Garden of fragrant, aromatic and medicinal plants.
Cultivated since the 7th century in the medieval gardens, these plants are used for their aroma, their perfume or their medicinal properties. In the Middle Ages, they were called “simples”. These are plants, used either in dried form or in the fresh state, and having medicinal properties depending on the selected part (leaves, stems, flowers, seeds, roots).
The perfume plants are mainly cultivated for their use in perfumery (absolutes, concretes, essential oils, oral water, …), in cosmetics (essential oils and floral water) and in food (floral water). Their essence does not always diffuse naturally, and may require some preparations. The essences extracted come from leaves, stems, roots, flowers or even bulbs.
Sometimes called “herbs”, aromatic plants are edible plants with fragrant leaves that enhance the taste of dishes. Some of them are also used in beneficial herbal teas (lime, verbena, thyme, rosemary, …)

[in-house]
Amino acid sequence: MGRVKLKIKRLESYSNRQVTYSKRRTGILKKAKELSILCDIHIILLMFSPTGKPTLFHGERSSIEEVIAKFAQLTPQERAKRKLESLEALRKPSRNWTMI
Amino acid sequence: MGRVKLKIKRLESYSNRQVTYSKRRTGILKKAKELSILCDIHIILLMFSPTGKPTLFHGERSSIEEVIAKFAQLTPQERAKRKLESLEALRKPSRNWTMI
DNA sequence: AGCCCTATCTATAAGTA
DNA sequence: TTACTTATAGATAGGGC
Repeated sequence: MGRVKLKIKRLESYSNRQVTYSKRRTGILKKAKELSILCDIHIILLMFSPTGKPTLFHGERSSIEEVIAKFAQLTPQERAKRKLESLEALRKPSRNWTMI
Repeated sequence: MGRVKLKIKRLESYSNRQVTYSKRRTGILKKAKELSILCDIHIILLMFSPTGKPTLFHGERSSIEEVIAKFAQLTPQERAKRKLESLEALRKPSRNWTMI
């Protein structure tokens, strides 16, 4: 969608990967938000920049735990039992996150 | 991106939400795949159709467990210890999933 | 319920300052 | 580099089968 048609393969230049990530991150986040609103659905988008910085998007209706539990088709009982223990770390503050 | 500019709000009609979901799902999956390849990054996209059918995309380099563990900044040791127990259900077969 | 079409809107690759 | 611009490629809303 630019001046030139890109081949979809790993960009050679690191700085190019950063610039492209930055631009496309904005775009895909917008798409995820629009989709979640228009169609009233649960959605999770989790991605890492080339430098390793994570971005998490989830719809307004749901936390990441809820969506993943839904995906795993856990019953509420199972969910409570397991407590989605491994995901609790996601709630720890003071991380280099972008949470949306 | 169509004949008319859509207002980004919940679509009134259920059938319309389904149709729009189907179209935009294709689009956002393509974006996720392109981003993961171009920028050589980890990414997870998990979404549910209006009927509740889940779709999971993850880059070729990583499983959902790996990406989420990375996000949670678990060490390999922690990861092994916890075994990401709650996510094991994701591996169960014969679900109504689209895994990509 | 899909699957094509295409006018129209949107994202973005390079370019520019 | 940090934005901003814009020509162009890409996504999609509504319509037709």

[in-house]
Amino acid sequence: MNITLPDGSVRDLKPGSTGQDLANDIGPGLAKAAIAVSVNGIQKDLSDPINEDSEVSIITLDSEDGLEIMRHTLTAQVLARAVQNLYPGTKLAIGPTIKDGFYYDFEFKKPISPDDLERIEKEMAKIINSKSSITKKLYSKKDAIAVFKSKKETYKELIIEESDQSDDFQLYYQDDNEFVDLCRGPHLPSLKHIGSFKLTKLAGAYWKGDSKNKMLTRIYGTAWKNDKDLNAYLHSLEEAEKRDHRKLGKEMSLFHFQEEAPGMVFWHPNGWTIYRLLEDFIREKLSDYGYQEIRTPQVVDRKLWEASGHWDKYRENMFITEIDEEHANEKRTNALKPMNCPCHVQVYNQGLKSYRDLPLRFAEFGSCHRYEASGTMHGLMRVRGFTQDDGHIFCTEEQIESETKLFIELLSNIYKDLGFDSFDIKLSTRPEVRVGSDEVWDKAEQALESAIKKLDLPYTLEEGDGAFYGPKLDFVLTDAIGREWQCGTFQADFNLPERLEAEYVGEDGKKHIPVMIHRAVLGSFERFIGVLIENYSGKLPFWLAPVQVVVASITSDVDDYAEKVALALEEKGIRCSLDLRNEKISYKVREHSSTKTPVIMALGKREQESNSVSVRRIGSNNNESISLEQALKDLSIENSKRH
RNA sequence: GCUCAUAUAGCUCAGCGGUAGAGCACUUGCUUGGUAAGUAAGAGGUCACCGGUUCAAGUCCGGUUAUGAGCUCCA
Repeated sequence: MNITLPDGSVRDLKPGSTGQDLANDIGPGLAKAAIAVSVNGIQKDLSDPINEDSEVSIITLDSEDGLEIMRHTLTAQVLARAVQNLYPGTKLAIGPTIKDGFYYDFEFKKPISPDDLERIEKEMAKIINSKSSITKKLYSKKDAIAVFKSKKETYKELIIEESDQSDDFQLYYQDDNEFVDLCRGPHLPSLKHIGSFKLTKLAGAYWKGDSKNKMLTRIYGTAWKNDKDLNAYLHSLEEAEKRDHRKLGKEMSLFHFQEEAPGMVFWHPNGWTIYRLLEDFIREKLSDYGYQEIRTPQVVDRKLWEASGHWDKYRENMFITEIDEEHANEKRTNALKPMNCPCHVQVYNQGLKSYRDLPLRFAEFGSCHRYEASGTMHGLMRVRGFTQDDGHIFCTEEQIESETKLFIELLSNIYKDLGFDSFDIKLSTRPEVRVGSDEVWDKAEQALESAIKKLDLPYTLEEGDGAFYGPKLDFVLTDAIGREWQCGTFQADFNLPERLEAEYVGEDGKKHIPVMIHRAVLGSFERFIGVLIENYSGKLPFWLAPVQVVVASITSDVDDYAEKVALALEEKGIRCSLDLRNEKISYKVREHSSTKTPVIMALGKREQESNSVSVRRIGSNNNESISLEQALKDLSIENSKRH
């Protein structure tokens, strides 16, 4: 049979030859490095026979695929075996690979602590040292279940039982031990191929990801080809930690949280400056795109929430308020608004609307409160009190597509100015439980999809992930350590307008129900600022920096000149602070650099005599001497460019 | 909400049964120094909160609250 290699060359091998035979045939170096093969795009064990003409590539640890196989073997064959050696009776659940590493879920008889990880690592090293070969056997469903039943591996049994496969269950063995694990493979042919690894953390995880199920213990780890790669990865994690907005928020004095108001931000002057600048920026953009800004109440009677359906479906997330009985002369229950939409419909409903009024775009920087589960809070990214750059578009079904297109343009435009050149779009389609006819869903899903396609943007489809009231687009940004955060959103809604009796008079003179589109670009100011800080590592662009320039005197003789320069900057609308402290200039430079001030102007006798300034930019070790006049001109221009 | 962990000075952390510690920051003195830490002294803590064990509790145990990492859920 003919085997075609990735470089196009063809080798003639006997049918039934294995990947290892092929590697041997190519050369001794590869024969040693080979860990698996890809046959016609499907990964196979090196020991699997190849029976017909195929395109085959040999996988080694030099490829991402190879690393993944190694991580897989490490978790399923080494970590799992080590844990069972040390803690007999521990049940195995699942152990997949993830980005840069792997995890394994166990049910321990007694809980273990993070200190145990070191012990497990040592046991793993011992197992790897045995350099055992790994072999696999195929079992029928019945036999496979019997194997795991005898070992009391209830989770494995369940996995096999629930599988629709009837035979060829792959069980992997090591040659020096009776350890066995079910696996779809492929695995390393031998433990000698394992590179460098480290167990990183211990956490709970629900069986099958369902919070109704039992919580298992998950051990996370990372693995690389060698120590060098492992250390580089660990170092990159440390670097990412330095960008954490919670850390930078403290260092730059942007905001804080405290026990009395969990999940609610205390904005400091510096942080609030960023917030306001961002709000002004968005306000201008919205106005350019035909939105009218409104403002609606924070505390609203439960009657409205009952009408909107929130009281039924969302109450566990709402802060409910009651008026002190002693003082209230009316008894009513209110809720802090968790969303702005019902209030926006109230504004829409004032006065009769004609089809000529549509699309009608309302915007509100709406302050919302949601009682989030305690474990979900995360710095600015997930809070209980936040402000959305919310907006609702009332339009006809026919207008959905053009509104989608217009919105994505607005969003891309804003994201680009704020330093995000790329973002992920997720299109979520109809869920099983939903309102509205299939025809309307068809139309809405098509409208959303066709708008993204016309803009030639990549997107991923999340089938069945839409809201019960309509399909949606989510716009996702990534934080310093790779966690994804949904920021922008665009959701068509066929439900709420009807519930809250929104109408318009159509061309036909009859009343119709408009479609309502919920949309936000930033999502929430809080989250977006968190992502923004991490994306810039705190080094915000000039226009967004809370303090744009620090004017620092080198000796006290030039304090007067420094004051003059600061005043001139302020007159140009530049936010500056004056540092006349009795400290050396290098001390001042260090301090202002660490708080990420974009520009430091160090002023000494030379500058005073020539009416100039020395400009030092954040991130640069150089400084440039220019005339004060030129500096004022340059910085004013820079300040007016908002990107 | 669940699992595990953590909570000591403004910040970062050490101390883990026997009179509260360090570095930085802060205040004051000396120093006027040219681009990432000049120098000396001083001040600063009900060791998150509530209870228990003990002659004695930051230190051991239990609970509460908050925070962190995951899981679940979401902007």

Absinthe, Artemisia wormwood, Arquebuse aurone wormwood, Armenian mugwort, Archangel angelica, Borage, Nasturtium, Chrysanthemum, Fennel & bronze, Hibiscus sabdarifa, Lemon balm, Bergamot mint, Mint cock, Mertensia, Fistula monard, Turkish oregano, Oregano carnation Crete, Purple Perilla ‘Shiso’, Sweet Pea, Licorice, Rhubarb, Common Rosemary, Santoline Grise, Green Santoline, Blackcurrant Sage, Tagetes of Mexico, Thyme.
Cornflower, Roman chamomile, Geranium rosat, Lavender fine, Lavandin.
Yarrow, Aloe vera, Pink poppy, Common comfrey, Purple echinacea, Escholtzia, Marshmallow, Mallow, St. John’s wort, Nettle, Evening primrose, Wild pansy, Sage sage, Clary sage, Sage officinale, Marigold, Common tansy, Valerian officinale.
Poppy Roheras, Russian comfrey, Wheat Nielle.